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Defendant Claims That Plaintiff Should Have Applied for Guardian Ad Litem Proceeding

Defendant moves, pursuant to subdivision 8 of Rule 107 of the Rules of Civil Practice, to dismiss plaintiff’s complaint on the ground that the cause of action cannot accrue against the infant defendant because of his infancy.

Probate Lawyers said the action is brought by the infant plaintiff against the infant defendant for a separation on the ground of alleged cruel and inhuman treatment. It appears from the papers before the court that both of the parties are under 21 years of age. Before instituting this action, plaintiff applied for and secured the appointment of a guardian ad litem. Thereafter, the summons and complaint were served upon both the infant defendant and his father with whom he resided. Defendant now asserts that plaintiff should have applied for the appointment of a guardian ad litem for the defendant before making service of the summons and complaint herein.

A New York Estate Lawyer said the issue before the court is whether it is the obligation of the plaintiff to apply for and secure the appointment of a guardian ad litem for the defendant prior to the service of process, or whether it is the obligation of the defendant, after having been served with the summons and complaint, to himself apply for such relief.

Section 218 of the Civil Practice Act provides that A civil action is commenced by the service of a summons. Section 225 of the Civil Practice Act provides that if the defendant be an infant, service of the summons is made by delivering a copy thereof to his father and if the infant be of the age of fourteen years, or over, also to the infant in person. The section further states that the court, in the defendant’s interest, may make an order, in its discretion, requiring a copy of the summons to be also delivered in behalf of the defendant to a person designated in the order, and that service of the summons shall not be deemed complete until it is so delivered.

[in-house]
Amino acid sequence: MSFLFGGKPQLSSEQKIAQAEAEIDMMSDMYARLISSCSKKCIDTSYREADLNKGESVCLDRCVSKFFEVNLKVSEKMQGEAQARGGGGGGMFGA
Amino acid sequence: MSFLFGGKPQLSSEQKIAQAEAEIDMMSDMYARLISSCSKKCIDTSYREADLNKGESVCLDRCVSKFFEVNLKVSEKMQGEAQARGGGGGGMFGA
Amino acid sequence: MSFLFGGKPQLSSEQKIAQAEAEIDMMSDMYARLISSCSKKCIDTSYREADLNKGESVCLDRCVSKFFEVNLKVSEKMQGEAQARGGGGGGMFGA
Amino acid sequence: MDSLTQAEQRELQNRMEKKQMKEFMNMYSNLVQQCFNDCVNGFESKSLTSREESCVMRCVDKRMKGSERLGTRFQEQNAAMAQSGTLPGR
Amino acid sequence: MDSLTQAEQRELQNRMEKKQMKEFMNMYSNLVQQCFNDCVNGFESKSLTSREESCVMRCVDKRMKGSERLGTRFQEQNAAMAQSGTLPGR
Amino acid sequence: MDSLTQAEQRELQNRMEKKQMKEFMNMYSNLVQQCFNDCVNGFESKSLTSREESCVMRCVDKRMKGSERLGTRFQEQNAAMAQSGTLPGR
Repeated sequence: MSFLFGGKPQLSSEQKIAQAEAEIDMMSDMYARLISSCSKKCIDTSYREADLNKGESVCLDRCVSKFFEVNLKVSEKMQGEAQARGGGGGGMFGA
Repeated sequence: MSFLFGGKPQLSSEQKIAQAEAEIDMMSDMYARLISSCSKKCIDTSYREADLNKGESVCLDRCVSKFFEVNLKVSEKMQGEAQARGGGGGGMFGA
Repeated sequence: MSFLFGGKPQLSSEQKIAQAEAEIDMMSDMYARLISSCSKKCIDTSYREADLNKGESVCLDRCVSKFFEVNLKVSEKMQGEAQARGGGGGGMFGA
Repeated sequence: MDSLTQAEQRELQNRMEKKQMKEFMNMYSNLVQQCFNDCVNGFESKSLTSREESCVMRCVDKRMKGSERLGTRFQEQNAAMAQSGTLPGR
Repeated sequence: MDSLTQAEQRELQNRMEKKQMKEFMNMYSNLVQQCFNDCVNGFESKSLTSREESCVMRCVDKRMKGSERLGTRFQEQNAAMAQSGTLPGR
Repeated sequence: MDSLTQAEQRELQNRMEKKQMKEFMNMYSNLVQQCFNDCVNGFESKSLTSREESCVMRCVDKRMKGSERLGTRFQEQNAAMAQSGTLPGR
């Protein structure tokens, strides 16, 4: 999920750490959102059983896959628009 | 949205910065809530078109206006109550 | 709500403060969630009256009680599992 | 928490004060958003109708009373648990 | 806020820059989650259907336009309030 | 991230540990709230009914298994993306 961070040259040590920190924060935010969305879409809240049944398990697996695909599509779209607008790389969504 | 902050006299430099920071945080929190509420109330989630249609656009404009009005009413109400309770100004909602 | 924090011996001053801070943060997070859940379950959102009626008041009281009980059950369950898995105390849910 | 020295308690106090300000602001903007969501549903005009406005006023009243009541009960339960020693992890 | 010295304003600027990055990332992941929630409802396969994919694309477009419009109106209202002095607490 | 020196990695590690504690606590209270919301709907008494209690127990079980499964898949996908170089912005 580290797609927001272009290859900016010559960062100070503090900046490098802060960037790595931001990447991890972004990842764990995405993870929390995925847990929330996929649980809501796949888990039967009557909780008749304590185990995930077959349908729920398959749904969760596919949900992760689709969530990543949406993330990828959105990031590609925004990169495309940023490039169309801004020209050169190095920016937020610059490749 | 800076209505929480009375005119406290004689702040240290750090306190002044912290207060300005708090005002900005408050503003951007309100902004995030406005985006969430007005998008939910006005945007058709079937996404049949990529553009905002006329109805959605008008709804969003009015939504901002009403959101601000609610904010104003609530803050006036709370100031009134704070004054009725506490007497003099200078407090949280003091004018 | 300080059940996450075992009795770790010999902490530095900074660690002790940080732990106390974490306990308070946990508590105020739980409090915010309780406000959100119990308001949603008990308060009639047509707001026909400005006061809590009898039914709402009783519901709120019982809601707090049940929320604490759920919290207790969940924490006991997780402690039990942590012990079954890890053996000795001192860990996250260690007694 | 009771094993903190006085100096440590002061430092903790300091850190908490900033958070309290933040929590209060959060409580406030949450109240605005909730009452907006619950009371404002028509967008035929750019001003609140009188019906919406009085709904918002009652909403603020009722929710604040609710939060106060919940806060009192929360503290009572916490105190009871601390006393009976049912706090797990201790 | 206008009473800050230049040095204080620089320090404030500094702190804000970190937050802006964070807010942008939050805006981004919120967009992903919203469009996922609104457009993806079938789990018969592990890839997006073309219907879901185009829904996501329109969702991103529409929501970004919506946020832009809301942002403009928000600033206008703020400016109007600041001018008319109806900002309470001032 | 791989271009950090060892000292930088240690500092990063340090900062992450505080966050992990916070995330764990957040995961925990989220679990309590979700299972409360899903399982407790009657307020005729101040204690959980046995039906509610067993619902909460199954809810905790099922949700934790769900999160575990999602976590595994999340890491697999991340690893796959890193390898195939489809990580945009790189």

In the case before the court, no order such as previously referred to, has been entered.

Queens Probate Lawyers said therefore service was complete when the summons was delivered to the infant and his father. That being so, the time to answer commenced to run and at the expiration of 20 days from said service, the defendant would be in default unless an answer was served or an attack upon the complaint or manner of service was made, as otherwise provided for in the Rules of Civil Practice or the Civil Practice Act.

Staten Island Probate Lawyers said the defendant bases his right to the relief herein demanded upon the claim that no judgment may be entered against an infant defendant without the appointment of a guardian ad litem. Be that as it may, the failure to appoint such guardian might be sufficient reason to withhold the entry of judgment, but it is questionable whether the default of an infant who was properly served would be excused solely because of the failure to appoint a guardian ad litem. Section 203 of the Civil Practice Act provides that the guardian must be appointed upon the application of the infant if he is of the age of fourteen years or upwards; and in the case of an infant defendant if no such application shall have been made the application may be made by any other party to the action. A mere reading of this section indicates that the application must be made by the infant if he is over the age of 14 years. If the infant fails to do so, then any other party to the action may make the application. However, no infant defendant would have any reason for making the application for appointment of a guardian ad litem prior to the service upon him of process, since there would be no action pending until such process has been served. No other party to the action could make such an application pursuant to the provisions of Section 203 since there would be neither an action nor parties thereto prior to the commencement thereof. And if there is such an action, then the infant over fourteen in the first instance, has the right to apply for the appointment of the guardian.